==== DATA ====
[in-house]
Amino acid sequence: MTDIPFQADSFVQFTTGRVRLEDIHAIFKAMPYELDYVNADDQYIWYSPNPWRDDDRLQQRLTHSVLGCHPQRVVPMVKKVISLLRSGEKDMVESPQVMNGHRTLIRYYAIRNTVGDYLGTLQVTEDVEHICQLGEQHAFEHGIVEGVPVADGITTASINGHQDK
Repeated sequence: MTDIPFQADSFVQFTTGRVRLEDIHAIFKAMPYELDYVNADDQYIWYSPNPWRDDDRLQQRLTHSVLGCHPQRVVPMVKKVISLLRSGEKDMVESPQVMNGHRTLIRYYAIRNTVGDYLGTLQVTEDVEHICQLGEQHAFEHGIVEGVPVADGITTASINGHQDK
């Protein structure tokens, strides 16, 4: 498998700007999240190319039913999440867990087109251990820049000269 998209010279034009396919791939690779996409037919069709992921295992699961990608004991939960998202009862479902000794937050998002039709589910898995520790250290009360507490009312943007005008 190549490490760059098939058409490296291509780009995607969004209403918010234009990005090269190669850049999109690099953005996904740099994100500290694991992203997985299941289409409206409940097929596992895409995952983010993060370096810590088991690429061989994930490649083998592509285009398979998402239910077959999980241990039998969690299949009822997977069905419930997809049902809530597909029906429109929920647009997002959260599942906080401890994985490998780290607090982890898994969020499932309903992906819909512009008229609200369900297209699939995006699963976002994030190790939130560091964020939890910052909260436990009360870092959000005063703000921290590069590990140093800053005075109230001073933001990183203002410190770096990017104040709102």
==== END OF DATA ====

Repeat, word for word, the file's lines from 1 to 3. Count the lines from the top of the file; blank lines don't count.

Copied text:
[in-house]
Amino acid sequence: MTDIPFQADSFVQFTTGRVRLEDIHAIFKAMPYELDYVNADDQYIWYSPNPWRDDDRLQQRLTHSVLGCHPQRVVPMVKKVISLLRSGEKDMVESPQVMNGHRTLIRYYAIRNTVGDYLGTLQVTEDVEHICQLGEQHAFEHGIVEGVPVADGITTASINGHQDK
Repeated sequence: MTDIPFQADSFVQFTTGRVRLEDIHAIFKAMPYELDYVNADDQYIWYSPNPWRDDDRLQQRLTHSVLGCHPQRVVPMVKKVISLLRSGEKDMVESPQVMNGHRTLIRYYAIRNTVGDYLGTLQVTEDVEHICQLGEQHAFEHGIVEGVPVADGITTASINGHQDK